Every day, potential clients come to find out how to protect their assets from potential creditors and lawsuits. Nevada law offers many “free” exemptions under NRS 21.090. However, many assets are still vulnerable such as non-homesteaded real property, bank accounts and investments. Fortunately, Nevada also offers other options for helping to safeguard these exposed assets.
Once risks and areas of exposure have been identified and the potential protection strategies have been carefully explored, a cost vs. benefit analysis should then be conducted before finally deciding which asset protection strategies to employ.
Two of the most widely used Nevada asset protection structures are the Nevada Limited Liability Company (LLC) and the Nevada Asset Protection Trust (NAPT).
A limited liability company formed in Nevada offers excellent domestic protection. Most practitioners agree that Nevada offers some of the most favorable corporate laws in the country. Some of the pros of a Nevada LLC are:
- Nevada’s statues generally favor businesses;
- The organizational requirements are quite informal- no annual meetings or minutes are necessary;
- LLC’s are flexible structures that can be used in many different ways- to own property, to manage an operating business and to hold liquid assets;
- LLC’s can be taxed in four different ways: as a disregarded entity, a partnership, an S-Corp or a C-Corp;
- Nevada, unlike many other states, has no state income tax or corporate tax; and
- Nevada LLC’s can be structured to maximize privacy and anonymity.
Perhaps most importantly, the members’ interests cannot be attached by a creditor. The only remedy against a member is to obtain a “Charging Order” allowing the creditor to lien or “charge” the member’s profit distribution rights when, or if, a distribution is made by the member of the LLC. As such, assets within the LLC are safe but trapped.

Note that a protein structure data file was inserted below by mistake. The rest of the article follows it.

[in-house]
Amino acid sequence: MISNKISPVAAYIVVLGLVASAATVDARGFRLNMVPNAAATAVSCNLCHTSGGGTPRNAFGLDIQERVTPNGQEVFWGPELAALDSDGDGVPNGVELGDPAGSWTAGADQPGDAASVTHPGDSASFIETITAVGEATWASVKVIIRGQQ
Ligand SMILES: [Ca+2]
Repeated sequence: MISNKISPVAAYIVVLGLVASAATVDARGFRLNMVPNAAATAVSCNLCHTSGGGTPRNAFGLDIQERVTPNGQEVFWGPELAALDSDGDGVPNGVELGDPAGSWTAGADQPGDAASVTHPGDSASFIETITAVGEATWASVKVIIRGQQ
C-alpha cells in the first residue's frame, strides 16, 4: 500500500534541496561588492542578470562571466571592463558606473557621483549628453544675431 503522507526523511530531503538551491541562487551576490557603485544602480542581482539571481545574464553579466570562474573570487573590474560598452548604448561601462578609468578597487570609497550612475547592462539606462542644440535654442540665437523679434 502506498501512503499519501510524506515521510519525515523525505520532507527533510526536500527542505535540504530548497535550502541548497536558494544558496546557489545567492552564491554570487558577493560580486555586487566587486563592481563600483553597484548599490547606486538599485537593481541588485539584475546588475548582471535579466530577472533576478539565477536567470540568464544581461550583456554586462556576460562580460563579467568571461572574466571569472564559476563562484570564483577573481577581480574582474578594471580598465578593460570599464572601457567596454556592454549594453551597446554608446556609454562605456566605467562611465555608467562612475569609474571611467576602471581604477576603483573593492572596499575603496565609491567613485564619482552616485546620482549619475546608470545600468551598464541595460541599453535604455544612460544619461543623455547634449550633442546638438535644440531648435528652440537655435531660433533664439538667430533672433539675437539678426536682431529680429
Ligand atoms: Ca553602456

Nevada Asset Protection Trust
Nevada Asset Protection Trusts (NAPT) were created by The Nevada Spendthrift Trust Act, NRS 166.010 et seq. in 1999. Nevada is one of just a handful of states that provide a Trust of this sort.
This unique law lets an individual create a valid Grantor Trust where he or she is both the Trustee, the person who controls the Trust assets, and the beneficiary, while the assets within the Trust remain protected from creditors. Unlike many other states with similar laws, the Trust creator does not need to be a Nevada resident to create a NAPT. Additionally, any category of asset such as real property, personal property or liquid assets in any location can be protected with a NAPT.
NAPTs work in the following manner: By law, the Trust prohibits the assignment, alienation, acceleration and anticipation of any interest of the beneficiary under the Trust by the voluntary or involuntary act of the beneficiary or by operation of law or any process. Payments by the Distribution Trustee, a third party who has discretion to make distributions, are made only to the beneficiary who can also be the person establishing the Trust. The Trustee of a Spendthrift Trust is required to disregard and defeat every assignment or other act, voluntary or involuntary, that is attempted contrary to the provisions of the Nevada Spendthrift Act.
Some of the benefits of the Nevada Asset Protection Trust are:
- You keep control of your assets;
- You may receive the full benefit and use your own assets;
- You don’t need to give away your assets;
- You can protect any type, and an unlimited amounts, of assets from creditors;
- The Nevada Asset Protection Trust is less expensive to form and maintain and much less complex than foreign or offshore Trusts which are often troubled by IRS audits and complicated tax reporting requirements;
- The Nevada Asset Protection Trust may avoid loss of the assets through a bankruptcy; and
- The Nevada Asset Protection Trust can be integrated with your estate plan (remember, a “Living” or “Family” Trust does NOT provide the creditor protection benefits discussed above).
With all of its benefits, there are some disadvantages to an NAPT. If the Grantor of the Trust is also a beneficiary, a third party Distribution Trustee must serve as well, which means that the Grantor does not have absolute discretion. Additionally, there is a two-year seasoning period. If a creditor is a current creditor when the transfer of the asset to the NAPT occurs, the creditor must bring suit against the property transfer within two (2) years of the transfer or within six (6) months after the creditor discovers, whichever is later. After the seasoning period is over, the creditor is barred from bringing suit to recover said property.
Both of these techniques, amongst others, can be extremely useful in protecting assets and providing peace of mind in our volatile economy.